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Story - Education

Mar 10, 2010 11:51 AMPublication: The Southampton Press

Southampton High School seeks upgrades for planetarium, envisions opening to public

Mar 10, 2010 11:51 AM

On the grand scale of the universe, the Southampton High School planetarium, dating from the early 1970s, is brand new. Compared to the stars and planets it projects, the space-age facility—the only one of its kind in an East End school—is a cosmic infant.

Yet, the Shinnecock Celestial Learning Center, as the planetarium is formally known, has become outmoded in terms of earthly school standards, and its use has been limited mostly to a small audience of high school astronomy students.

A group of educators and staff is currently exploring ways to modernize the planetarium— it was last upgraded in the late 1980s—broaden its scope and open it up to public use. Such a renovation project may cost anywhere from $200,000 to $2 million, but Southampton is looking to use money from an existing capital reserve fund to pay for it. If the district’s School Board ultimately approves plans for the planetarium’s modernization, voters could consider a face-lift for the facility on the school ballot as soon as this May.

Adam Fine, principal of the high school, Randall Dobler, director of facilities, operations and school safety, and Allen Seltzer, planetarium director and science teacher—with the enthusiasm of newly minted astronauts launching into orbit for the first time—would like to have a formal plan ready to present to the School Board this spring, but consider the end of the school year a more realistic finish date. The three have held periodic meetings with the facilities committee, teachers, administrators, Shinnecock Indian Nation representatives and School Board to help formulate their plans.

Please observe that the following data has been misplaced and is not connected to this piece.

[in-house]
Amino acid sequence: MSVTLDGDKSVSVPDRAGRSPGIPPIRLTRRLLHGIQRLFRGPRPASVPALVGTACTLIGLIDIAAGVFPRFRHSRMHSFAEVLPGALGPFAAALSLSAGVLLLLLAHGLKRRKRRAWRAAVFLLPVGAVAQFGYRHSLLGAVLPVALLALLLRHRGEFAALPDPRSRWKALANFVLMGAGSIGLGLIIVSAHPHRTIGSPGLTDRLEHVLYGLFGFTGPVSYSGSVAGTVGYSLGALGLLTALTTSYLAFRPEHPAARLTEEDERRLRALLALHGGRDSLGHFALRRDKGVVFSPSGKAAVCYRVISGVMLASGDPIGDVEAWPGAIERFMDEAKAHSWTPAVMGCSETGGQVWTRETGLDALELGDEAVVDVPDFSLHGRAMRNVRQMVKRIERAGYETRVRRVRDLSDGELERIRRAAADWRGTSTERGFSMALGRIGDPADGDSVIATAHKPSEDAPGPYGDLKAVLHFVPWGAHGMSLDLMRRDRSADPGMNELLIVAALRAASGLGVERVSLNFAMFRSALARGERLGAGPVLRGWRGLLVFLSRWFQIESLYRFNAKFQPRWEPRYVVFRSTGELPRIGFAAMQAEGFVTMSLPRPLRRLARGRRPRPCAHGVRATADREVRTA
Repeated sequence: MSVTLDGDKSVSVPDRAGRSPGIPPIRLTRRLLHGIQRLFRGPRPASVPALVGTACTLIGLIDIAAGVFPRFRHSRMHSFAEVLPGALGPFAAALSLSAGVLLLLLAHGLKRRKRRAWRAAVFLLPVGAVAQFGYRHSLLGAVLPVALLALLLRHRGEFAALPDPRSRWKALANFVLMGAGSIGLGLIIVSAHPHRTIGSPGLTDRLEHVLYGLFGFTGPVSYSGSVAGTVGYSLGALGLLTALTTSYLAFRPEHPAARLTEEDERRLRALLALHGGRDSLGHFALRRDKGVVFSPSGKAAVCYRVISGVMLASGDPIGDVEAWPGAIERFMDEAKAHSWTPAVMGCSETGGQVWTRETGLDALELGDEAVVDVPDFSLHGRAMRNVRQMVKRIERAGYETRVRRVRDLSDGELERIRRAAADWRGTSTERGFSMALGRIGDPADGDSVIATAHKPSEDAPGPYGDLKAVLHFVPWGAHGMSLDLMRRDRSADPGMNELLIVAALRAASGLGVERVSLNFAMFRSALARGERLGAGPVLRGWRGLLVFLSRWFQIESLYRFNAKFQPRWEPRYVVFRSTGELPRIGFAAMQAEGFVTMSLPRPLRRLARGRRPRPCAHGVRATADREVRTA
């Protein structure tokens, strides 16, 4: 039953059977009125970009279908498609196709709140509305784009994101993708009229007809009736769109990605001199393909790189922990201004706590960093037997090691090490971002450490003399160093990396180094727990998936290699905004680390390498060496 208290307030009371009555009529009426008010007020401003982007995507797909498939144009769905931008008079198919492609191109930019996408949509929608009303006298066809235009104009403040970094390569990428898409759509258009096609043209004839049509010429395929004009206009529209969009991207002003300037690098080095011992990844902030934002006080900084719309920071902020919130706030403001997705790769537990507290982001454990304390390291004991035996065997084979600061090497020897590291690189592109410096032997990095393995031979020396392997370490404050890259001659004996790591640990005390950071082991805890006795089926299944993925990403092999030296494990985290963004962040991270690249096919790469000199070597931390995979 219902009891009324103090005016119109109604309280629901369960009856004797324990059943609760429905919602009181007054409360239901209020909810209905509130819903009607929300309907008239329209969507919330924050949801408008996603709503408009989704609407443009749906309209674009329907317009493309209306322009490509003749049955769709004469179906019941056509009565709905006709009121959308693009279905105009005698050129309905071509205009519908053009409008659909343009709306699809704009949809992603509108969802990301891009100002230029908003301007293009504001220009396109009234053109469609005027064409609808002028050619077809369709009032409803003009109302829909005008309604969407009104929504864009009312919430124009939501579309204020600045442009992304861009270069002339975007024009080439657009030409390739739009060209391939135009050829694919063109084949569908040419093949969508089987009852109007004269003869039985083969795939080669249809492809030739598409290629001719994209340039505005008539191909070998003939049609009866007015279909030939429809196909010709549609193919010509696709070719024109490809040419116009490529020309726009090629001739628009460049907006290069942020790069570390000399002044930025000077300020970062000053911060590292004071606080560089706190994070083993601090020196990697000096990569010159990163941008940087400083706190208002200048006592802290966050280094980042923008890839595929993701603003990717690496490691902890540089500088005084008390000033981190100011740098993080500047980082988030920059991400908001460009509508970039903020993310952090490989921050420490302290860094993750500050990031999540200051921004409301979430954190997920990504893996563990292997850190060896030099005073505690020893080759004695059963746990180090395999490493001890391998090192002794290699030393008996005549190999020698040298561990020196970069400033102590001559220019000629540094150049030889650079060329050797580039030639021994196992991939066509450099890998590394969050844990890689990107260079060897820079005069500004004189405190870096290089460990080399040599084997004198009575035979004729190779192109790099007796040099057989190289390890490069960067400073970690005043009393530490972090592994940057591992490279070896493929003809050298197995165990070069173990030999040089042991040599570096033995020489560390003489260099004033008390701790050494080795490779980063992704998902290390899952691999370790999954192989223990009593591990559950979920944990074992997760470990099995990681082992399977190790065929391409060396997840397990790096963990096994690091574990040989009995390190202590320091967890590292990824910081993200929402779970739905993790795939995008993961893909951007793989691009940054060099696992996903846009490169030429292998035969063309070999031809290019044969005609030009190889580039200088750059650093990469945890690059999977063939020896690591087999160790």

Mr. Fine and his coworkers envision the planetarium as a nighttime community attraction that may be used to host laser shows, birthday parties, lecture series and other activities. The planetarium is currently used by approximately 20 to 30 students in two sections of astronomy that meet five days per week.

Certain upgrades could also allow for interdisciplinary uses in the school. Rather than projecting only celestial bodies on the dome for astronomy, more recent technology could, for example, project the likeness of the ocean floor for use by marine science classes. Computer graphics students could apply their skills by utilizing lasers, for which the current planetarium lacks the capability.

“There are unlimited educational and instructional possibilities in engaging our community,” explained Mr. Fine. “I’m so excited, I’m like a kid in a candy store.”

In the coming months, a few manufacturers will offer demonstrations of equipment the district might ultimately select to replace the antiquated Spitz 512 planetary projector currently in use. Konica Minolta Holdings, Inc. has already provided a demonstration of its Media Globe to the school and will return with its Super Media Globe on May 18. Carl Zeiss, Inc. will display its equipment on March 16.

A bulbous, star-studded, spinning apparatus, the Spitz 512 can project approximately 1,600 stars, a fraction of the 2,000 to 9,000 that may be viewed with the naked eye under ideal conditions or with newer equipment, according to Mr. Seltzer, who also teaches astronomy. The Spitz 512 is also lackluster in its imprecise projection of stars and inability to show such celestial phenomena as meteor showers or the sky as viewed from the Southern Hemisphere. Newer, digital models offer views from alternate locations, such as Mars or the moon.

The planetarium’s 30-foot hemispherical dome reveals its age through visible seams that artificially segment the sky. The brightness of the stars has slightly diminished since the dome was installed. Its underside should be as white or silver as possible to enhance the brightness of the projections, Mr. Seltzer explained.